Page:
It wasn't till Tuesday that Brazil breathed and Rio celebrated. That sentiment of joy was finally tangible and palpable at the women’s volleyball event, where pre-tournament favourites and hosts Brazil crushed Argentina 3-0.

The Maracanazinho is an intimate little volleyball stadium, in the shadow of its elliptical behemoth brother, the Maracana. Hence the perfectly appropriate name “Little Maracana”. The venue lies a bit eerily in a corner of the Maracana complex. Inside, there is a murkiness to the meandering corridors and nondescript interior.

Once you see the court, an oasis of light and impressions hits you, from the cacophonous sounds of the crowd and the overzealous DJ, blasting music through the speakers to the South Koreans valiantly resisting the Russians for five sets.

One hour before Brazil took on their local rivals, the Maracanazinho was jam-packed with fans, donned in omnipresent yellow shirts and draped in Brazilian flags. Yet this was different from the anti-septic atmosphere that had pervaded half-empty stadiums across the city.

A lukewarm reception

Throughout the entire week, even swimming, a guaranteed Olympic blockbuster, suffered from Brazil’s lukewarm reception to the Olympic Games. On the second night when three world records were broken, starring British sensation Adam Peaty, the impeccable Sarah Sjöström from Sweden, barnstorming American Katie Ledecky, and of course, swimming demigod Michael Phelps, the ambience remained strangely sterile, with Brazilians neutral to the empyreal achievements in the pool. There were swathes of empty seats scattered across the venue.

At the hockey, shooting, track cycling and other “tropical” sports, the crowds have been thin, with a distinct foreign make-up. At the first session of athletics, the atmosphere at the Olympic stadium was anti-climatic.

Brazilians, who are obsessed with winning and not so much with sports, have also been accused of not honouring the Olympic spirit, or what remains of it with the International Olympic Committee’s joyless track record. At many of the venues, Brazilian spectators have booed and jeered, which was a rare occurrence at previous Olympics, where opponents of the hosts always received minimum, if not due, consideration.

Brazilian fans fought with their Argentine counterparts during Argentinean tennis player Juan Martin del Potro’s second round win over Portugal’s Joao Sousa. They have not hesitated to import the often grating atmosphere of “futebol” matches to the Olympic venues.

Brazilian domestic football matches can be very rowdy, with plenty of mocking and scoffing, all spurred by an often inebriated state of mind. Insults, hostility and racism are not unusual at the Sao Januario Stadium, the Paecambu Stadium and other football grounds across Brazil.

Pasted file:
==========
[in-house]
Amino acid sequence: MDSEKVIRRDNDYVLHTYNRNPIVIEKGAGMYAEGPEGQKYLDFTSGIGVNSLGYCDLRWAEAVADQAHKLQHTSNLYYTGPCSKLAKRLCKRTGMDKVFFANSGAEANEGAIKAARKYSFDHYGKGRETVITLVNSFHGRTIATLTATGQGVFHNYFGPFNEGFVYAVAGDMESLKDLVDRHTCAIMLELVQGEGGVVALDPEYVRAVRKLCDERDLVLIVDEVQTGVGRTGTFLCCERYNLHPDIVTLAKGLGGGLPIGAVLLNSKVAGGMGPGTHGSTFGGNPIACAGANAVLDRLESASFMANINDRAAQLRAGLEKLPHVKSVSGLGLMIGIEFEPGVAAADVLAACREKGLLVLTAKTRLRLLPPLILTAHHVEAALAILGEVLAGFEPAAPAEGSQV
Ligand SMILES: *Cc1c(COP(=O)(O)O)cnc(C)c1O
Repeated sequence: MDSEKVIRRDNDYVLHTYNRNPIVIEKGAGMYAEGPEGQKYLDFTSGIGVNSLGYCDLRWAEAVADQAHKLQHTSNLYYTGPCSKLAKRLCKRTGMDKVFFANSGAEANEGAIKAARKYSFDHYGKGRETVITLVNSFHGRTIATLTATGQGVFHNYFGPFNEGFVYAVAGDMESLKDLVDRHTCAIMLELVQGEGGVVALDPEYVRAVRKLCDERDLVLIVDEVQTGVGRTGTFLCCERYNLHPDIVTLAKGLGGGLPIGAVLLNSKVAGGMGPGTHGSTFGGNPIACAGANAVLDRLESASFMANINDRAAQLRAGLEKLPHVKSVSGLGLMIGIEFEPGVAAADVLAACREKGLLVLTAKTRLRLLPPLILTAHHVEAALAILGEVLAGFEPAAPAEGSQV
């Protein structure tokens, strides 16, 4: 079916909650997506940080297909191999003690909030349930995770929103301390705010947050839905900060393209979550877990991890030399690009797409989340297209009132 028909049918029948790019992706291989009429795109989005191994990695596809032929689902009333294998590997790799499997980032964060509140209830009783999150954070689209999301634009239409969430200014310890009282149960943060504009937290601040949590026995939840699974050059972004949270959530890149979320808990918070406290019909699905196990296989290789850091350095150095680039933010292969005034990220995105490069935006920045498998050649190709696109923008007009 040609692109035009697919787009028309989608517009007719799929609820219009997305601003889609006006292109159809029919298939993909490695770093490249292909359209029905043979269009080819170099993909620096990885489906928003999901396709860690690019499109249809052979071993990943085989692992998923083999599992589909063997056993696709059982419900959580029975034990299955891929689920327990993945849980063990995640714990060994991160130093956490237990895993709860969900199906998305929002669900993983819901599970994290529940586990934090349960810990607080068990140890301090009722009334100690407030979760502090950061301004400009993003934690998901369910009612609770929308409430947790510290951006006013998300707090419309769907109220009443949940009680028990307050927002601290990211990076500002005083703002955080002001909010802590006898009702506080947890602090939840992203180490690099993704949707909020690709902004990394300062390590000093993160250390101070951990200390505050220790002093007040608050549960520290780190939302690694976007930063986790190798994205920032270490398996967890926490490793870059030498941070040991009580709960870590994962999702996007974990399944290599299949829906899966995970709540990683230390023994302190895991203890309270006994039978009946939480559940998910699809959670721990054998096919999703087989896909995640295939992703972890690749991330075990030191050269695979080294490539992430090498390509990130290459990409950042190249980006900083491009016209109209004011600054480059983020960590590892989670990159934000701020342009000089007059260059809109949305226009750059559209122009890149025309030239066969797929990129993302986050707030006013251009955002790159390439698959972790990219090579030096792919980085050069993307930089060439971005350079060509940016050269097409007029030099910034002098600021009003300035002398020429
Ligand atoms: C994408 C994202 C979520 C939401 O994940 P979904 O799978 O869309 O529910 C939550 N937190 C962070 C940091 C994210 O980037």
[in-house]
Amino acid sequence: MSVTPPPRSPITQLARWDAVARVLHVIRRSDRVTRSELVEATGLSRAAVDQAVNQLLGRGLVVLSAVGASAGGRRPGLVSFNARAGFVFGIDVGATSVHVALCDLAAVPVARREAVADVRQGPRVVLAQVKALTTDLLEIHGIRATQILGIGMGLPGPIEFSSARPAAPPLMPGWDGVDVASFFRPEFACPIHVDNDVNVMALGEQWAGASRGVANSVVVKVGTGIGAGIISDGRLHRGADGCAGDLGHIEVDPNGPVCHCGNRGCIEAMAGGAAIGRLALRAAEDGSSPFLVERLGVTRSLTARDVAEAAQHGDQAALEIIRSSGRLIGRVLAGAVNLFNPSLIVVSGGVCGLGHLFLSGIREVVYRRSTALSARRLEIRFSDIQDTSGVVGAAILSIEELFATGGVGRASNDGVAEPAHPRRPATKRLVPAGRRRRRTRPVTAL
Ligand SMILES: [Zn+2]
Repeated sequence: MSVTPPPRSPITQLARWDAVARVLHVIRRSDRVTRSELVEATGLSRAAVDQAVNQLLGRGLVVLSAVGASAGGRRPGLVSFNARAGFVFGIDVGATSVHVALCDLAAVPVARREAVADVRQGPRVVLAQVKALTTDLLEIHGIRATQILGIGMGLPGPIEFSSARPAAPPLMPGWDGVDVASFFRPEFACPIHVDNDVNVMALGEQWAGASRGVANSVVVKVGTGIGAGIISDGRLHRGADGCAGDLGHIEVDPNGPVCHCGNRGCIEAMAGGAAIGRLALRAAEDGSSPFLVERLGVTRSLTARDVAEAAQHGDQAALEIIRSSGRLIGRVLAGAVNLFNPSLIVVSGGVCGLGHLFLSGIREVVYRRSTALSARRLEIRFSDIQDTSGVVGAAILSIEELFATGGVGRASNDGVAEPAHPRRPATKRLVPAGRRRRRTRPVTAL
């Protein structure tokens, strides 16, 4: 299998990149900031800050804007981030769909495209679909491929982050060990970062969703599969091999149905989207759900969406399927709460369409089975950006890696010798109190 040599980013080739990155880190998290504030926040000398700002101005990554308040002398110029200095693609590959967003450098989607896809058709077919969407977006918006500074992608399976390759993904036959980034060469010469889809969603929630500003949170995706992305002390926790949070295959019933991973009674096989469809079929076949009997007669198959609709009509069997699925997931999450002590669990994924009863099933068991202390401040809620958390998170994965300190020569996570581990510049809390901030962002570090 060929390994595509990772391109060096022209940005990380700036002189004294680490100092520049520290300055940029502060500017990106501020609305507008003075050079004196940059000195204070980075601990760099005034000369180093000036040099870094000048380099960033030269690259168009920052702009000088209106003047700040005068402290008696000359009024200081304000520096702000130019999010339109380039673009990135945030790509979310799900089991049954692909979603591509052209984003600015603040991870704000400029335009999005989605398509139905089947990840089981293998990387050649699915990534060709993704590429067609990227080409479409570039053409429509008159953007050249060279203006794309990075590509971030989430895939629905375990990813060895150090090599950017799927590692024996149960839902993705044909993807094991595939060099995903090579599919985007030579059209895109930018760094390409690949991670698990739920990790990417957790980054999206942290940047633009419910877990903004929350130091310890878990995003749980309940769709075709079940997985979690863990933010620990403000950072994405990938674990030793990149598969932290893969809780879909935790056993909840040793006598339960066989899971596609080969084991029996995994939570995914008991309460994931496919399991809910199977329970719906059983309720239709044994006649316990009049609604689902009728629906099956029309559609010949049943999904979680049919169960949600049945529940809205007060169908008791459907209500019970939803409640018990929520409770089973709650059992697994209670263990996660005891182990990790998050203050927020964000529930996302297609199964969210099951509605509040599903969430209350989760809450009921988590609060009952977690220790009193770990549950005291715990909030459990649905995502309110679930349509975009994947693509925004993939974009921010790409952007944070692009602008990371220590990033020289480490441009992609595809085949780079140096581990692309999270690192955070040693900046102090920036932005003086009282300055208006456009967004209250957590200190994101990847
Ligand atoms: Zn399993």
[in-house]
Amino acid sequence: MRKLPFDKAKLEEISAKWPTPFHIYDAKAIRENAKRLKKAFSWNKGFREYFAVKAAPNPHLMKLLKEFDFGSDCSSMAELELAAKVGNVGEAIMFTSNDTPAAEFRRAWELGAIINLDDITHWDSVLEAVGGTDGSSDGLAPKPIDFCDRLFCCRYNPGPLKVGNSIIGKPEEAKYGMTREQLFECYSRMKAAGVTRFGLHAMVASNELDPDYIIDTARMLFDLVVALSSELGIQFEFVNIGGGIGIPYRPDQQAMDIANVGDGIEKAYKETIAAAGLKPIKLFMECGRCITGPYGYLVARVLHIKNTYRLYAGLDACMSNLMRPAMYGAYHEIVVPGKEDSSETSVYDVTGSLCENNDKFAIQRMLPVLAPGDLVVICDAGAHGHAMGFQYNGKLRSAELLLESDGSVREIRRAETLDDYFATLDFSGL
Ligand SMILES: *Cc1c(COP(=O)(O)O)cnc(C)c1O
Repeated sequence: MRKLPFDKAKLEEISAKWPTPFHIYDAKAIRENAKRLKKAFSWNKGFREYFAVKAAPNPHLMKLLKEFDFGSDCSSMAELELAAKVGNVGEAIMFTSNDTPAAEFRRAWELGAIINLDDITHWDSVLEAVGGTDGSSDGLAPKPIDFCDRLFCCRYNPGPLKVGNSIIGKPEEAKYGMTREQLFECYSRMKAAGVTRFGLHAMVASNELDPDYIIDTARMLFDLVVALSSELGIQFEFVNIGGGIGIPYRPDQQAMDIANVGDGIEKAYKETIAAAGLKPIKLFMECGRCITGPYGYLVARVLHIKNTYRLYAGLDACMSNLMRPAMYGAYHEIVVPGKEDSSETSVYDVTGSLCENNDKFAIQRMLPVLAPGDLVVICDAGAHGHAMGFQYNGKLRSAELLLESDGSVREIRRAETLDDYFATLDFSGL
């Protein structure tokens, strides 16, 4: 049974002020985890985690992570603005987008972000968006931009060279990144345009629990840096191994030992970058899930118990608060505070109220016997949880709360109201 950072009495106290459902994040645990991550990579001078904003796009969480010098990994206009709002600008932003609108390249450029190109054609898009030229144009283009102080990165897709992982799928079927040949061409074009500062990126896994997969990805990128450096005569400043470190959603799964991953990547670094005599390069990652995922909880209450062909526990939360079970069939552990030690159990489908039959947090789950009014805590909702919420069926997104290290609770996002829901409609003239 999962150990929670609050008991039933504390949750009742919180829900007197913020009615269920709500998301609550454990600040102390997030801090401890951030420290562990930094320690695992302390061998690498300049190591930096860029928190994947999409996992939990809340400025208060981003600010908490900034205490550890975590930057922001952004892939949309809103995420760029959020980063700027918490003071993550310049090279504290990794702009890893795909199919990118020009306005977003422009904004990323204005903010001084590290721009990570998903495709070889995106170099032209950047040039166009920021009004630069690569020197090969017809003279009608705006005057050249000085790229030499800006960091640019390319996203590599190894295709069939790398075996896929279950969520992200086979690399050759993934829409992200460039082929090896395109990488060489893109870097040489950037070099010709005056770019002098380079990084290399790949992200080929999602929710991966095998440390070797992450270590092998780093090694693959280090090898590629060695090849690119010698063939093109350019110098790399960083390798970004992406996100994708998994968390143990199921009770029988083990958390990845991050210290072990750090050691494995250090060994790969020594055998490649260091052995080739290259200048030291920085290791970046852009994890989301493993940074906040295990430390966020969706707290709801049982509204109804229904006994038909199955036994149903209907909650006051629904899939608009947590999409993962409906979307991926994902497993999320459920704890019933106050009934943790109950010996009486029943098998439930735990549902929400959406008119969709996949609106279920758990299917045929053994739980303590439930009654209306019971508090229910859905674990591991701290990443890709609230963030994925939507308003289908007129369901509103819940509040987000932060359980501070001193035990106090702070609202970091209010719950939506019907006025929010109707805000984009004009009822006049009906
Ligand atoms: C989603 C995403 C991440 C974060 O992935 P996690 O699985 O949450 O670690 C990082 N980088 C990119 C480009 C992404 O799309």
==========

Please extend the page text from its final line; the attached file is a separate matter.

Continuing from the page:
“We need to balance passion with elegance,” said Mario Andrade, the Rio 2016 spokesman. Organisers have enforced silence when required.

National pride

At the Maracanzinho though, that rowdiness was absent. Throughout the match, the stadium was a little cauldron, stirred by supreme athletic skills and emotions, gloriously raucous and light jingoism, with the compulsory courtesy of welcoming the Argentines disapprovingly.

Yet, the revived ambience may have a twofold explanation: finally, the Olympic Games had begun, with the focus shifting from all the doomsday scenarios and apocalyptic problems –to the actual sports. The icy global media coverage is not fading, but eulogies about the performances are taking over television bulletins and newspaper stories.

And, then, of course, judoka Rafaela Silva won Brazil’s first gold of these Games last Monday. The Carioca Arena 2, where the judo finals took place, reached alarming combustion levels as Silva prevailed in the 57 kg women’s final against Mongolia’s Dorjsurengiin Sumiya. “Raaa-faaeee-lllllllla,” chanted the fans.

At last, the host nation had been liberated. On Day 1, Felipe Wu had nearly won gold for Brazil, but he succumbed in agonising fashion to Hoang Vinh from Vietnam in the 10 metre air pistol final. Silva’s win ignited Brazilian pride and chauvinism.

Her gold medal was symbolic. Silva grew up in Rio de Janeiro’s infamous favela Cidade de Deus. At London 2012, the Brazilian suffered racial abuse after her disqualification. “I insisted judo is my life [after 2012],” she said in a press conference on Monday. “People told me: ‘The place for you is as a monkey in a cage,’ but my place is in sports, in judo.”

Silva represents the “Bramerican dream” – Brazil, a country of endless opportunities, where everyone can make it. The gold medal once again portrays Brazil, at least very momentarily, as an egalitarian society and a success story, the way former president Lula da Silva had envisaged it when Brazil won the right to host the Olympic Games back in 2009.

The sporting sentiment of these Olympic Games remains frail, however. Brazilians are interested in their athletes. They do not care for the achievements of Indian, German or Mongolian sportspersons. Rio has not embraced the event the way Londoners did in 2012. At least, the myth that Brazilians are raving sports-mad fans has been pierced.